Space travel: Here's what happens to the human body

Members of latest International Space Station shake hands before last exam before setting up Image copyright STR/ AFP / Getty Images
Image caption Norishige Kanai (right) has apologised after making a "measuring mistake"

Space is a dangerous and unforgiving place, and spending time away from gravity takes its toll on the human body, as many astronauts have found out after returning to Earth.

But what exactly are the risks?

Japanese astronaut Norishige Kanai this week may have briefly grabbed news headlines by announcing he had stretched a staggering 9cm (3.5in) in just three weeks onboard the International Space Station (ISS).

He later admitted he had miscalculated the figure and it was actually just 2cm (0.9in), but significant height changes are actually normal for astronauts spending time in space.

Without the strong pull of Earth's gravity, spinal vertebrae can expand or "unload" leading to a slight change of height. But research shows that once back on Earth, astronaut's heights go back to normal.

What happens during a year in space?

Usually astronauts are sent to the ISS for about six months at the time, but American Scott Kelly made history in 2016, after completing a 340-day trip alongside Russian cosmonaut Mikhail Kornienko.

The mission's aim was to gain a better understanding of what weightlessness, radiation and isolation does to the human body during long durations in space.

Image copyright AFP
Image caption Astronaut Scott Kelly has spent a total of 520 days in space in his lifetime

As one half of a pair of astronaut twins, Mr Kelly provided a unique opportunity in the study of long-term side effects of spaceflight. His brother Mark stayed at home for the mission, so the two could be compared afterwards.

"Most of the health problems aren't symptomatic, you can't sense your own bone mass," Scott Kelly told the BBC.

After arriving back on Earth, he had to go through rigorous body testing. The long period of time in space left him with an exhaustive list of symptoms.

Image copyright Nasa via EPA
Image caption The International Space Station has been in orbit since 1998

"I had soreness, stiffness, some bone loss and a bit of muscle loss. I had some swelling and an increase in my inner cranial pressure," he explained.

He also experienced skin conditions such as rashes and hives, as well as nausea and dizziness as he adjusted back to the Earth's atmosphere.

"We weren't warned in any specific briefing, but you know that it's part of being an astronaut," he said.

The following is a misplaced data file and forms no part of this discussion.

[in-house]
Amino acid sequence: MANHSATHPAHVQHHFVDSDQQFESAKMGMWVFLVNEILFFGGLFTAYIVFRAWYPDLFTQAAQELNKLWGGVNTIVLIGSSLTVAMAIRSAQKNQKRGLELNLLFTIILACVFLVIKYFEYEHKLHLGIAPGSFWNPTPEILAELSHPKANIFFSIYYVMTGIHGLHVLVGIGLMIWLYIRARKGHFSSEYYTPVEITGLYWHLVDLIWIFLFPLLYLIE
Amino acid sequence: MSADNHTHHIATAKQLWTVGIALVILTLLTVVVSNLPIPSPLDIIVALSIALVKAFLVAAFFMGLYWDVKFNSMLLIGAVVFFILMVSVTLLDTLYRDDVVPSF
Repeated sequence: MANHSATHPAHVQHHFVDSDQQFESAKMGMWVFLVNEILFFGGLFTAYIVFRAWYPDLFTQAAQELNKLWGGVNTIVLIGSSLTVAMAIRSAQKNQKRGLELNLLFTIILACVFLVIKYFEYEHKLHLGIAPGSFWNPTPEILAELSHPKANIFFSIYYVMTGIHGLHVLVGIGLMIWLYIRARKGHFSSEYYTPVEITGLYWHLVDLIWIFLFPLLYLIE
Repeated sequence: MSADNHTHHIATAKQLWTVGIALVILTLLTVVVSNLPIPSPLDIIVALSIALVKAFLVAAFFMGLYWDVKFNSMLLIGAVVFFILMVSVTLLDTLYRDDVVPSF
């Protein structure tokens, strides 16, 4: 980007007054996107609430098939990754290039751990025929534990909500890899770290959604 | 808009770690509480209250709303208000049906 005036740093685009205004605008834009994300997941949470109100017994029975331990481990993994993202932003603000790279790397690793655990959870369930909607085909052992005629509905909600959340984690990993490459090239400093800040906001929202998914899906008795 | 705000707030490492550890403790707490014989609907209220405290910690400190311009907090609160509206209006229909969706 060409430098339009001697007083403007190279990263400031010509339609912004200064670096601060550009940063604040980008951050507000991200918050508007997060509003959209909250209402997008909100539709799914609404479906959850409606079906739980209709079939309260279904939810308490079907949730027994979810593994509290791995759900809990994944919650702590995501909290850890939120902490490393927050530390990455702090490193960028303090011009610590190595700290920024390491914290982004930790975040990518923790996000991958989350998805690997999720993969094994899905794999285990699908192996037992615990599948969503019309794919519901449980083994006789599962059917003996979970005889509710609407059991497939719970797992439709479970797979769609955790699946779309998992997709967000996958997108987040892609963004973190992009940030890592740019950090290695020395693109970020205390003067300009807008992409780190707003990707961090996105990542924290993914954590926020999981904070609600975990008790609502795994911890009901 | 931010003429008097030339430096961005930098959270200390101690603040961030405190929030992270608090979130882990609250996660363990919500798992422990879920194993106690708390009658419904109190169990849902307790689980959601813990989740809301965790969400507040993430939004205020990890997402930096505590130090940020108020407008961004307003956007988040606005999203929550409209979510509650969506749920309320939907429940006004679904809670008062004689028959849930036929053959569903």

Image copyright Nasa via Getty
Image caption Mr Kelly is pictured on a space walk outside the International Space Station

Nasa said Mr Kelly's trip was an important step towards lowering the biomedical risk of space travel, which would help plan for future trips where astronauts may visit Mars and beyond.

Any mission to the red planet would take at least 30 months to complete, far longer than the maximum amount of time that humans have spent in space so far.

Health issues for astronauts to overcome

  • The rapid change of gravity in space can cause a loss of bone density of up to 1% a month. This could lead to osteoporosis-related fractures and long-term health problems.
  • Lack of gravity can also cause body fluids to shift upwards, which may cause swelling, high-blood pressure and vision and organ problems. Nutrition and exercise become very important, and special measures like medications and body cuffs aim to reduce the risk of long-term medical problems associated with muscle and bone wastage.
Image copyright ESA VIA GETTY
Image caption The US congress has approved funding to Nasa, to get closer to a target of getting humans to Mars by the 2030s
  • Living in isolation and confinement can cause behavioural and psychological issues. Without a natural body clock, depression and sleep disorders can develop. The space station uses LED technology to imitate light on Earth to improve body rhythms.
  • A closed environment also means microbes in the body can transfer more easily. The environment can weaken the immune system, so urine, saliva and blood samples are carefully monitored to make sure dormant viruses have not been reactivated.
  • Radiation exposure is far higher in space than it is on Earth. Without the shielding of Earth, you could be more at risk of cancer and damage to the nervous system. Space radiation can also cause sickness and fatigue. The ISS sits just within the protective field on Earth to reduce risks, but missions further afield will need to overcome this.
  • Because Mars is a huge distance away from Earth (on average 140 million miles), Nasa is carefully planning what supplies would be needed for astronauts to be self-sufficient on such a long mission. Crew would be trained to monitor their bodies, and have adequate medical and food supplies to stay healthy.

Source: Nasa

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